Animal Olympics: the world’s wildlife winners

Thousands of athletes are competing in the Rio Olympics, but which animals are really the world’s fastest and strongest?
By Joanna Egan July 30, 2012 Reading Time: 2 Minutes

THE OLYMPIC GAMES celebrate human strength, speed and endurance. This year, some 11,000 athletes from 200 nations have come together in Rio to demonstrate the physical limits of human ability as they compete in the world’s largest multi-sport event.

Although their achievements in the coming weeks will be impressive, they won’t compare to the physical accomplishments of the fastest, strongest and most determined creatures in the animal kingdom. 

Animals can out-run, out-lift and generally out-perform humans. However, according to Professor Craig Sharp from the Centre for Sports Medicine and Human Performance at Brunel University, in the UK, it’s our physical versatility that sets humans apart – and celebrating this versatility is what the Olympic Games are really about.

Humans: diverse range of athletic attributes

“Our species can sprint, run long distances, jump, throw, lift weights, swim long and short distances, dive, and perform on the high bar, the uneven bar, the balance beam and the vault,” Craig told Australian Geographic. “Although individual animal species can do many of these things better than humans, no other single species has anything like this range of attributes.”

In an article, published this week in the journal Veterinary Record, Craig collated a range of performance data to demonstrate various species’ physical abilities. The research – which was published to coincide with the opening of the 2012 Olympic Games – compares human sporting achievements to the physical accomplishments of both wild animals and selectively bred sports animals such as racehorses, greyhounds and racing camels.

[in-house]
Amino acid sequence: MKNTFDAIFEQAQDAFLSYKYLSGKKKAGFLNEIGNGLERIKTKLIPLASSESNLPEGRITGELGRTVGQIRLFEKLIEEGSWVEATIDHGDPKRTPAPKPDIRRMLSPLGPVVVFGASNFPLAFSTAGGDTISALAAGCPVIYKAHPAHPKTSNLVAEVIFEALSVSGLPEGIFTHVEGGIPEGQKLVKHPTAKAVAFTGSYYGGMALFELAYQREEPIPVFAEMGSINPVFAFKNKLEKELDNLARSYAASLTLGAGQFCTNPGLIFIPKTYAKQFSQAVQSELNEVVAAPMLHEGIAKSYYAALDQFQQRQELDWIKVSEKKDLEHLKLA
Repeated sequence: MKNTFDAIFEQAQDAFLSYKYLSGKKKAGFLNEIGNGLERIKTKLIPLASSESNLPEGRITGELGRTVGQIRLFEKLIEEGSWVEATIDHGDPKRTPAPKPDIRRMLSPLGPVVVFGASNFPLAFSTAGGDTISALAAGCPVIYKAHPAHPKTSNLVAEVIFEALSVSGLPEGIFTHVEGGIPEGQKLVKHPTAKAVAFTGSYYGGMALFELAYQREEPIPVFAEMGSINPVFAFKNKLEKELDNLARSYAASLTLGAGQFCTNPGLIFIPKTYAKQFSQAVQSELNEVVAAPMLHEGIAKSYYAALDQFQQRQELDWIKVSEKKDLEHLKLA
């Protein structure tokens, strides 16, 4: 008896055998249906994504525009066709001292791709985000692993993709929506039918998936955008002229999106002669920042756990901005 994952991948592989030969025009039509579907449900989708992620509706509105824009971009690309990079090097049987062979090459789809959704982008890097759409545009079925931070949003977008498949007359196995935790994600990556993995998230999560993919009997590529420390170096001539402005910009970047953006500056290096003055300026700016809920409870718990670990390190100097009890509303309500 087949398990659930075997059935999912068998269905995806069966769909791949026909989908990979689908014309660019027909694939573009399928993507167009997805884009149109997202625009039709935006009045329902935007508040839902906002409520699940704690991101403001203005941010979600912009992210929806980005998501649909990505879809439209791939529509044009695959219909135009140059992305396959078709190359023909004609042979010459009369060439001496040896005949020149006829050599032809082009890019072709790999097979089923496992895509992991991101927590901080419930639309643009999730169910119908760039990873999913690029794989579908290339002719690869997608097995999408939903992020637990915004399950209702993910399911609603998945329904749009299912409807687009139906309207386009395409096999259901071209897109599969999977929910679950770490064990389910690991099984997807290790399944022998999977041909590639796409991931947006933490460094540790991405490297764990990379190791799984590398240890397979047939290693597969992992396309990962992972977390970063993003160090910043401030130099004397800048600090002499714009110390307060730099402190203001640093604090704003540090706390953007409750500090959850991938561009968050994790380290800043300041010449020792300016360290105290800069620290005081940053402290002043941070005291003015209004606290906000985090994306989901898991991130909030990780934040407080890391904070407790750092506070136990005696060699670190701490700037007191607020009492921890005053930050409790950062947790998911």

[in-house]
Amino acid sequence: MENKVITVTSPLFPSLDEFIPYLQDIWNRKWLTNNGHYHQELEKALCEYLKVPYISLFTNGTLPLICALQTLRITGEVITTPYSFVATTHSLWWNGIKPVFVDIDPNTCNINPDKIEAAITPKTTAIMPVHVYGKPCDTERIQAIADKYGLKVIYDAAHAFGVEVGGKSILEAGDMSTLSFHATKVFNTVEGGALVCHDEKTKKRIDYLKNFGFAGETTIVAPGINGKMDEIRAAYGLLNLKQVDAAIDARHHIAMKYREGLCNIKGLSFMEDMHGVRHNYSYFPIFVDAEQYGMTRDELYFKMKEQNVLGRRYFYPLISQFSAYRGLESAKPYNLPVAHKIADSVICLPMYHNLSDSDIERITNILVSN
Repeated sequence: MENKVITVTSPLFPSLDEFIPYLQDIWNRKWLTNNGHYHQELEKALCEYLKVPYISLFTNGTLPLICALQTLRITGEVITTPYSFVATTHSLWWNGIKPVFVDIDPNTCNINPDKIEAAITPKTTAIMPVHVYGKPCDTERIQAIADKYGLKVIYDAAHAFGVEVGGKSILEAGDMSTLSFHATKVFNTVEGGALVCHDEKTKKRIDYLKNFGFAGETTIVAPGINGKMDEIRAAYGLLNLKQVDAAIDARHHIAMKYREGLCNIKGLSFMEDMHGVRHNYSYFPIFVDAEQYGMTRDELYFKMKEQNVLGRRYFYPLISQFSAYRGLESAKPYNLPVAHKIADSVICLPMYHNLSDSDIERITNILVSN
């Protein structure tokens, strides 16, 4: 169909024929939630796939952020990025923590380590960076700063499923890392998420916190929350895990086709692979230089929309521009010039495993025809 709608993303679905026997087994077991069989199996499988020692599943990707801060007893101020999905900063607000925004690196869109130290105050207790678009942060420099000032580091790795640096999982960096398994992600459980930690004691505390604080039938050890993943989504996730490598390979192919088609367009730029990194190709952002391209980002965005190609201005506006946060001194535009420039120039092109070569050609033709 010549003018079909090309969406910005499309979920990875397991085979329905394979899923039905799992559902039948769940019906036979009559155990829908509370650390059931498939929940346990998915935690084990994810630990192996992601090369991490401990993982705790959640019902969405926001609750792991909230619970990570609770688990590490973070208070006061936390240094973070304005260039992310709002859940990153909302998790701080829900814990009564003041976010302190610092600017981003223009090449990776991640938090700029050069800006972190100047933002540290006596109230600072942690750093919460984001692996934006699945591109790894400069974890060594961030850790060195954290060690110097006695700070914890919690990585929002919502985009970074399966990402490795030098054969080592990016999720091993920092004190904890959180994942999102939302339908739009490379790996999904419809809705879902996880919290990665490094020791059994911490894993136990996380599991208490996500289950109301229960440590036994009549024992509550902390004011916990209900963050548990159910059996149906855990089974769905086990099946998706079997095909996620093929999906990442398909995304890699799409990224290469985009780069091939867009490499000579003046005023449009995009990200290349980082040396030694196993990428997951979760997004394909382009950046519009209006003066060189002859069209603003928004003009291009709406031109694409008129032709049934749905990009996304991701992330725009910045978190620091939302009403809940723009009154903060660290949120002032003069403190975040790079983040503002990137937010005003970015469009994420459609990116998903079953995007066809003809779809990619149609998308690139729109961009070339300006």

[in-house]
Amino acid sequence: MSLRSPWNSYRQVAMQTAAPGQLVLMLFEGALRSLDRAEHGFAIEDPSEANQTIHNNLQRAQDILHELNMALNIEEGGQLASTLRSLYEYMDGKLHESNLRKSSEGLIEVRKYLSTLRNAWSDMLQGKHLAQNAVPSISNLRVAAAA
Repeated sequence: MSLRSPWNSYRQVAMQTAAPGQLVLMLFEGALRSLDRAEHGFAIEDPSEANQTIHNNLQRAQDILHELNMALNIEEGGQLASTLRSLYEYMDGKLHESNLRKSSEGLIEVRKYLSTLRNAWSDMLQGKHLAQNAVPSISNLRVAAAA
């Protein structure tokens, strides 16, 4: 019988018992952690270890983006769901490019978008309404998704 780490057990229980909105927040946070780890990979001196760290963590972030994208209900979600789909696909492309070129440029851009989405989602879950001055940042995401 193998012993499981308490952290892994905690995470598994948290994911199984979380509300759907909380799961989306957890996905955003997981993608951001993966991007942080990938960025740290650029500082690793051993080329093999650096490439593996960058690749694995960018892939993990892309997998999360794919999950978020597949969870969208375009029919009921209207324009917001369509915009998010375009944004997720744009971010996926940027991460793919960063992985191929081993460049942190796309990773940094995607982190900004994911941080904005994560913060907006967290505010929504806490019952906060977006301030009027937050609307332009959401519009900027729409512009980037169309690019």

“The main competition in the animal kingdom is for food and for mates,” Craig says. “In the pursuit of both these aims, they strive to be faster and stronger.”

Elite animal athletes

The result is that a cheetah, for example, can reach speeds almost three times as high as the world’s top sprinters. The world’s fastest running bird, the North African ostrich, can run about 1.7 times faster than our elite athletes, and the peregrine falcon, the world’s fastest predator, can fly up to about eight times faster than we can run. 

Craig’s comparison shows that if we allowed the rest of the animal kingdom to qualify in the Olympic Games, we wouldn’t offer much competition for them. “At least human beings are physically the most versatile single species,” he says. “The Olympic Games are a celebration of the diversity of human physical and skill attributes.”

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